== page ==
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How to Avoid a “Go Away” Gift

Optimists are hopeful and confident about the future. I’m an optimist and I’m also a realist. I know that everyone is not going to share my passion, or my client’s passion, about a particular cause, but I want to give them the opportunity.

Donors also believe in a better future and that’s why they put their greater resources towards causes close to their hearts. Donors are philanthropic and nice people. They will often give a token gift to a cause or an organization because they have a connection to the founder or a friend on the board, but that is not a long-term commitment.

Once, I met with a donor who clearly was not interested in my organization’s building campaign. She told me, “I’ll give something, but it won’t be a large gift because this isn’t my passion.” She gave a nice, but relatively small gift, compared to her family’s capacity. I termed this was a nice but definitely a “go-away” gift. Her gift said, “I’ll give you this donation with the understanding that you know this cause is not my passion and you will not ask me again.”

Before you meet with a prospective donor, do your research and answer these questions. Do they support our mission? Why do we consider them a potential donor? If the prospective donor has a connection to the founder and/or board, that’s usually a good sign, but as we learned in my example, it is not always enough. Donors know when they are ready to give, and the amount can be higher than expected if they feel the connection to the mission, program, and anticipated results.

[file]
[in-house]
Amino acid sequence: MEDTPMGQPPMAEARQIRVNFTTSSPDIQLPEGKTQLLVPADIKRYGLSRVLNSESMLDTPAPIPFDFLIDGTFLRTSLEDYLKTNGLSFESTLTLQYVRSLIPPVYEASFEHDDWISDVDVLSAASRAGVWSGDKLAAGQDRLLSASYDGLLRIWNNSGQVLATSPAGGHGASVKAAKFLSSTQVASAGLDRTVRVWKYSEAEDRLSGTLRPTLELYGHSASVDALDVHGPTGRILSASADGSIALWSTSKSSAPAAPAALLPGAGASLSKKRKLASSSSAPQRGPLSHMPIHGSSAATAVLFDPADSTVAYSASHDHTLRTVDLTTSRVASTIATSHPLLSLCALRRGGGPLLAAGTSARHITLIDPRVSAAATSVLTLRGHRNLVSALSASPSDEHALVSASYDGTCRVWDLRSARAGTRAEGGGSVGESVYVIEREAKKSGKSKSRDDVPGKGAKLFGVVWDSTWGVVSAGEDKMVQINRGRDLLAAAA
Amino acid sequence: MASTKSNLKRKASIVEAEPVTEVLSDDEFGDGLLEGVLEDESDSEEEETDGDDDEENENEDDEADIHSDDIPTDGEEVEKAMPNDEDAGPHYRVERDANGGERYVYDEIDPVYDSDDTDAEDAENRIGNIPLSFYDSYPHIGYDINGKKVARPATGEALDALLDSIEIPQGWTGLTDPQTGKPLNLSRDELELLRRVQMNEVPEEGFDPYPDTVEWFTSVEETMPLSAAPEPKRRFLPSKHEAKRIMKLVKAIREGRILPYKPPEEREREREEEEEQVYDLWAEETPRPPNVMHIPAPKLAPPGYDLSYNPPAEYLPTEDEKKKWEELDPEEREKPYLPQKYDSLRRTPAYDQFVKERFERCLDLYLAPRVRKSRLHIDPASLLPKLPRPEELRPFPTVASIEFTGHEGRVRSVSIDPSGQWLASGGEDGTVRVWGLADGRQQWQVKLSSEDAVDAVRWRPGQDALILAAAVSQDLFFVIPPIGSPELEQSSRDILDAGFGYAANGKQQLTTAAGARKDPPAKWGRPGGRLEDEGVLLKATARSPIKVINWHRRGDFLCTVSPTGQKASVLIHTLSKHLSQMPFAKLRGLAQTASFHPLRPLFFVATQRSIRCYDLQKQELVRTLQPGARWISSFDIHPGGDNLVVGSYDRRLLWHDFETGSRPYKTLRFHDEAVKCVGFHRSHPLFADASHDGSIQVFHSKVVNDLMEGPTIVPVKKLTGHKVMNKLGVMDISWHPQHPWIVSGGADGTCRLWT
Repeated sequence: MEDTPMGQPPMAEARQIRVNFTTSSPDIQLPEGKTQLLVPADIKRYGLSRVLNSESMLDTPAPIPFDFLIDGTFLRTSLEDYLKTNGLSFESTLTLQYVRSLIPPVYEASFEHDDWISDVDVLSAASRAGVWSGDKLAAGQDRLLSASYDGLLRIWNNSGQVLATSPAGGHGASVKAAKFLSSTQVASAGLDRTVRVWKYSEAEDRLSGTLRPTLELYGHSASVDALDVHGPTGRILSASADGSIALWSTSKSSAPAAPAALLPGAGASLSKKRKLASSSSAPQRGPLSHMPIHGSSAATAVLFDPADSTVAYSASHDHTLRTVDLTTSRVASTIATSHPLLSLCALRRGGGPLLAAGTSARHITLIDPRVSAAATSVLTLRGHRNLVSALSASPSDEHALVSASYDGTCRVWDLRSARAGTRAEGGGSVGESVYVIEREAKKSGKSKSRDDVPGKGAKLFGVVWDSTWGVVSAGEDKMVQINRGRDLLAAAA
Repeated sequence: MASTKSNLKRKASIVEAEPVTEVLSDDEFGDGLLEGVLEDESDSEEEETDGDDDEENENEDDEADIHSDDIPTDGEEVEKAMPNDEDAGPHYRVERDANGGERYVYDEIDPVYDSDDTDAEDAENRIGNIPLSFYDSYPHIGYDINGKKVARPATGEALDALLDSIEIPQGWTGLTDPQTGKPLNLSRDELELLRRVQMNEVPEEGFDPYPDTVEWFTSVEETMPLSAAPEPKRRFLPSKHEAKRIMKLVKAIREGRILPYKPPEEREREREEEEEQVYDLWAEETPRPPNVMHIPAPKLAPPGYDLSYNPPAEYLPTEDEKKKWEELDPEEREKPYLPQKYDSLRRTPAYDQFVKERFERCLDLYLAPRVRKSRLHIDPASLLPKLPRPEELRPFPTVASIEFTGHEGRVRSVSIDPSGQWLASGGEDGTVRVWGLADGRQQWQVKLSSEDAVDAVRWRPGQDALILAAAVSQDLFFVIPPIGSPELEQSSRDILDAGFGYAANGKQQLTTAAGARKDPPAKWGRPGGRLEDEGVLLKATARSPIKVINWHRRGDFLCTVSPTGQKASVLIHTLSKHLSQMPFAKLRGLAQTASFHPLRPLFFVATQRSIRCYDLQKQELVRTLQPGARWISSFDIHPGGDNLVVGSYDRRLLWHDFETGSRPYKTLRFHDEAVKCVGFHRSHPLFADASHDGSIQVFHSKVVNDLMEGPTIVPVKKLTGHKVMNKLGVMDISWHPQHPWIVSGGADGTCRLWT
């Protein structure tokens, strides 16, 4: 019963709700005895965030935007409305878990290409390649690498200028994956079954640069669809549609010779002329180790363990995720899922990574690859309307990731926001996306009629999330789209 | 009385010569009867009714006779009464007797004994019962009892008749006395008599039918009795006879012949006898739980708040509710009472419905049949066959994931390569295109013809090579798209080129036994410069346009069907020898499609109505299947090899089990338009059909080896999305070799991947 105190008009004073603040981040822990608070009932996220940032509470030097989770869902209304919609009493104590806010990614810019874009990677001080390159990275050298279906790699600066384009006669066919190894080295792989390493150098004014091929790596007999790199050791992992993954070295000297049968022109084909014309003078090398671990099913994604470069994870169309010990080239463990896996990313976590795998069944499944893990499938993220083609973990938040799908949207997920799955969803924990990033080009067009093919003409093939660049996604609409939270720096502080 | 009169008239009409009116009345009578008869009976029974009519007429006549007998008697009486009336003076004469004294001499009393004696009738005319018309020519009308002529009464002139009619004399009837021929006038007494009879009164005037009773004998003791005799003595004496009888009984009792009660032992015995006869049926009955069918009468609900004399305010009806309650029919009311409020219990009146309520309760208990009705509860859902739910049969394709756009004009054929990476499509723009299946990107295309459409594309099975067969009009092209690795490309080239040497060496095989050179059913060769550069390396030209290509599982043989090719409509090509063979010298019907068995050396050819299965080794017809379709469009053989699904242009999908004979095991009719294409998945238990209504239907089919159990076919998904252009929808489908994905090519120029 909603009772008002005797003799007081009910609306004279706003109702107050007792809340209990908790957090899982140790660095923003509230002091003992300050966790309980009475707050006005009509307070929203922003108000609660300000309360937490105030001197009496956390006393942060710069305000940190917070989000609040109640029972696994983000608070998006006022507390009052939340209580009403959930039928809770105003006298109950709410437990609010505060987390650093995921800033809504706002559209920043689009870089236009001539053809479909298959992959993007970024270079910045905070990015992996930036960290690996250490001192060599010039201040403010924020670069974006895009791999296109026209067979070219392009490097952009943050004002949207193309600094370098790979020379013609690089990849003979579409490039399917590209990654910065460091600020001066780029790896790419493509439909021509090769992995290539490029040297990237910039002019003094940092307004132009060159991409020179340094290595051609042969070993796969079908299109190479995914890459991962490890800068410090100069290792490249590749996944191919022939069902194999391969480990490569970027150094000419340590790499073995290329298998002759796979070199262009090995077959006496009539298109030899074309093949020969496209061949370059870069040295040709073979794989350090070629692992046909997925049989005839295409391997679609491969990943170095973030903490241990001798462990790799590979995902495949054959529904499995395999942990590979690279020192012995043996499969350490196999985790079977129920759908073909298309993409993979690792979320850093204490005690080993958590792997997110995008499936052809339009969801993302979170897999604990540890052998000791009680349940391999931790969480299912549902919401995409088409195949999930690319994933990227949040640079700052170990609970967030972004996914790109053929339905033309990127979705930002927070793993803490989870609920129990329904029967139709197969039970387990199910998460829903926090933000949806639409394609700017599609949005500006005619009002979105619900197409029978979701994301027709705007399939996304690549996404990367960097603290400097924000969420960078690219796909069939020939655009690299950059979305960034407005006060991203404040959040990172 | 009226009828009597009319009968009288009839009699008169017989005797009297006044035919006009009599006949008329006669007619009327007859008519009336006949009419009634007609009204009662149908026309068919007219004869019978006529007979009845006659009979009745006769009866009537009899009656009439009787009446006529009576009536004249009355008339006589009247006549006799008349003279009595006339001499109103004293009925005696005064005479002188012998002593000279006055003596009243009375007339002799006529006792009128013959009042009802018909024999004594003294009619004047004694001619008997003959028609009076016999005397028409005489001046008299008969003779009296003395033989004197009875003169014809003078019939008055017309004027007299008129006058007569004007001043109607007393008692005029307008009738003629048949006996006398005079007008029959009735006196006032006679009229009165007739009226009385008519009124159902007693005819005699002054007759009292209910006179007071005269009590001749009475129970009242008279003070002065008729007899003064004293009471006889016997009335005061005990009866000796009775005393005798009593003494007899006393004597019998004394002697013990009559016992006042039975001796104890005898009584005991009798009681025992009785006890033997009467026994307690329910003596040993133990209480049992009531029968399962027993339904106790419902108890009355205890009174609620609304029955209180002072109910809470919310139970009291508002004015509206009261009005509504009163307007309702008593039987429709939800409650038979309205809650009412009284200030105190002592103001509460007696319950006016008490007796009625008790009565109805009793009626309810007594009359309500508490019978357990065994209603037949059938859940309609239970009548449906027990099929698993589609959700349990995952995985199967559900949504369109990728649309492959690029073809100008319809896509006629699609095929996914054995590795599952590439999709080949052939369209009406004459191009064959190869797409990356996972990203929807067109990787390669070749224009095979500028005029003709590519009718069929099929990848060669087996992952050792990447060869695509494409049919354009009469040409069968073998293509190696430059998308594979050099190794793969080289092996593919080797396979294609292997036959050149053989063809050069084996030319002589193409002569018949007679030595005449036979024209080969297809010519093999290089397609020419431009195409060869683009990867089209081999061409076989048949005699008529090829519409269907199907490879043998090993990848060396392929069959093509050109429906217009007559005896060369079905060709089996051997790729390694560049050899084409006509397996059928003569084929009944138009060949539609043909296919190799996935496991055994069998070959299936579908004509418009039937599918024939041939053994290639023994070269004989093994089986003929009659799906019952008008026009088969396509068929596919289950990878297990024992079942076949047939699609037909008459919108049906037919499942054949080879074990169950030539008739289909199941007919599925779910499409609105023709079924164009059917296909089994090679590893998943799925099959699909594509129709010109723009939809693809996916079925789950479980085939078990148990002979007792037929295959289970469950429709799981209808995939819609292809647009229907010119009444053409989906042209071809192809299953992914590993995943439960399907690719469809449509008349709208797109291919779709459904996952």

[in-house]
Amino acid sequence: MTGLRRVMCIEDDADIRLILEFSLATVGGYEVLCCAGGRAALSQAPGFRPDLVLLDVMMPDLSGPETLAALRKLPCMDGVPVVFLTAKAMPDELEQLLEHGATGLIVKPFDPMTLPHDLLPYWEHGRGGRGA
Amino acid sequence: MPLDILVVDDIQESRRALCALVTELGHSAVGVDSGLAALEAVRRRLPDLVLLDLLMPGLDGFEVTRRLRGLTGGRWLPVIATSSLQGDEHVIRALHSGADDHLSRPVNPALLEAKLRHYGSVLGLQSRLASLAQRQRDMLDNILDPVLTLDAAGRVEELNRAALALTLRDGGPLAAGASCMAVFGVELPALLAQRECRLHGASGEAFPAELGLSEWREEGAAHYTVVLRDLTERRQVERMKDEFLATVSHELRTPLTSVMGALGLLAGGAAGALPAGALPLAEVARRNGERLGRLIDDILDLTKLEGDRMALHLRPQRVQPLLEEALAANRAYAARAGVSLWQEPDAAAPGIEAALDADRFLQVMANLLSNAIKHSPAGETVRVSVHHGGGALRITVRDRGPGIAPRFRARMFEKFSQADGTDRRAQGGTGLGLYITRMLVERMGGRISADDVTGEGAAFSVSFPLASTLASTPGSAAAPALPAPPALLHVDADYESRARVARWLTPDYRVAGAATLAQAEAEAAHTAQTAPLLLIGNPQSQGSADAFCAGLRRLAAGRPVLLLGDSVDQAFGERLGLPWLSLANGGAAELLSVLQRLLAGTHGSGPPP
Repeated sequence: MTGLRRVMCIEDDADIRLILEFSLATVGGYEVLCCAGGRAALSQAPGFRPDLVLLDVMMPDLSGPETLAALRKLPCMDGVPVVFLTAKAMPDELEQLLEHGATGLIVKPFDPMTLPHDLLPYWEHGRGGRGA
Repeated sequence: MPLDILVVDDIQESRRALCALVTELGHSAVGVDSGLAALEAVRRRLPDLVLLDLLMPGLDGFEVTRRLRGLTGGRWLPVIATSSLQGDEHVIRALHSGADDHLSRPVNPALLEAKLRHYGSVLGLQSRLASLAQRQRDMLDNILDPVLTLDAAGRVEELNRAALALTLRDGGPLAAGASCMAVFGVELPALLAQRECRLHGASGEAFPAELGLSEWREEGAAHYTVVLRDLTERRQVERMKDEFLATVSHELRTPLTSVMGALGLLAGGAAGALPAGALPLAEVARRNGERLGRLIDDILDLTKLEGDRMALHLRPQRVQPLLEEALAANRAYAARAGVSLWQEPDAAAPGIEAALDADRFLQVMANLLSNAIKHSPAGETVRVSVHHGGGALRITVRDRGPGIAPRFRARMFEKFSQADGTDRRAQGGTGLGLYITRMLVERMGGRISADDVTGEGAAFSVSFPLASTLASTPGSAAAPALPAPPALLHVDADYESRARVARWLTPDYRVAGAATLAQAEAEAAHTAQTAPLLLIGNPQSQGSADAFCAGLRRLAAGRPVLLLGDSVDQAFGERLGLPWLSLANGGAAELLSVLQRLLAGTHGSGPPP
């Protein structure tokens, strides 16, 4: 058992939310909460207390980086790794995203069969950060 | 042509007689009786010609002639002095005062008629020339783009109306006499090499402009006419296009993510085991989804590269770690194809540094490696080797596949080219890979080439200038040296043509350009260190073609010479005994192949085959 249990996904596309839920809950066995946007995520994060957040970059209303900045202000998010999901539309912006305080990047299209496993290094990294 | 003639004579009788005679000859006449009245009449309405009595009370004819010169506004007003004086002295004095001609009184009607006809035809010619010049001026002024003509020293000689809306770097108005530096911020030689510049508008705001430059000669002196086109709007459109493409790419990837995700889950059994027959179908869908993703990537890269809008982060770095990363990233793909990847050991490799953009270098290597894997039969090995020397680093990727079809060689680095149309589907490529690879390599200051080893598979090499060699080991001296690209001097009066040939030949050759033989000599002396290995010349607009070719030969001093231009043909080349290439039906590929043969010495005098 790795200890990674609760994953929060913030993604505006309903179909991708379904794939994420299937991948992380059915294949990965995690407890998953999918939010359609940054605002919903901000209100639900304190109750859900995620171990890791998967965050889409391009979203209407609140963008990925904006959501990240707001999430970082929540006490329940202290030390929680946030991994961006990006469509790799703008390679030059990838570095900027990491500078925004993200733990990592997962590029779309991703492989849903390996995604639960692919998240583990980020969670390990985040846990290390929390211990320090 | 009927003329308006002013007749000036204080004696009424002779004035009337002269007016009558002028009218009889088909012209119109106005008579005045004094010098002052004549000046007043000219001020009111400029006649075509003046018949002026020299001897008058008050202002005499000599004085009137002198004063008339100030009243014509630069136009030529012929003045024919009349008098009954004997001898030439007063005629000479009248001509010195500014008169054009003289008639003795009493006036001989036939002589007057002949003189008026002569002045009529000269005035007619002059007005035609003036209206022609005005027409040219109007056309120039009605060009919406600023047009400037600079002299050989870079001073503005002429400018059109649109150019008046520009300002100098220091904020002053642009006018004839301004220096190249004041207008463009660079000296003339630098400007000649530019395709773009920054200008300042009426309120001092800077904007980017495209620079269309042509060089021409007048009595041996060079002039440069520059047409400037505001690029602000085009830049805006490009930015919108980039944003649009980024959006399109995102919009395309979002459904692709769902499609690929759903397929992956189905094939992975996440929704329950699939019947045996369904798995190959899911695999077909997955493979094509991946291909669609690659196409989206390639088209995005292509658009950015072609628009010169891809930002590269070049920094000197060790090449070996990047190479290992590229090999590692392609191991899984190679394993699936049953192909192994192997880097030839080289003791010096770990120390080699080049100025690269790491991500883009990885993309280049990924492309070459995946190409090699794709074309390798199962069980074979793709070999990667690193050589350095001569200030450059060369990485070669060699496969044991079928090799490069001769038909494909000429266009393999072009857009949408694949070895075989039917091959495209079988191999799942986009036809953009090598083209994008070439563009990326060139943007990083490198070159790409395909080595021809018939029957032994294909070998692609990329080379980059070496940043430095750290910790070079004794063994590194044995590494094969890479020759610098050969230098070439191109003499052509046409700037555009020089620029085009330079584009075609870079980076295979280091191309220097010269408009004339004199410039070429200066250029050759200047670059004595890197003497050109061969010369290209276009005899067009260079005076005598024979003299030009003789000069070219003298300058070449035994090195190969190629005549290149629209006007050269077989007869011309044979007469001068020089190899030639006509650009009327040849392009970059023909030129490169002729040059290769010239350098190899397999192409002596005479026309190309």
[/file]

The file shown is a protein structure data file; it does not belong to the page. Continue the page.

This is why it is so important to listen to your prospective and active donors. What is their passion? Are they indicating an interest in this program or organization? If a prospect’s passion doesn’t align with my organization’s mission, I have referred them to other organizations that match their interests. This might sound counterintuitive, and I’m sure my former bosses wouldn’t be thrilled, I remained committed to being donor-centric in my fundraising efforts. This approach might surprise the potential donor, but they will appreciate the fact that you listened, and you were not just trying to sell them on your cause. They might even return the favor and refer you to someone who actually does support your mission.

This is an example of good stewardship, which starts with cultivation and continues through solicitation. Fundraisers are often taught that getting the gift is the only success, but the example above is in line with fundraising best practices and with the Association of Fundraising Professionals (AFP) Donor Bill of Rights. The donor’s wishes are paramount, even if that means your organization only receives a token gift, the fundraiser must always honor those wishes.


Michelle Crim, CFRE

Dynamic Development Strategies can help. We offer coaching and fundraising services for our nonprofit clients. We specialize in startup and smaller nonprofits because we understand your challenges. Please contact us for more information.

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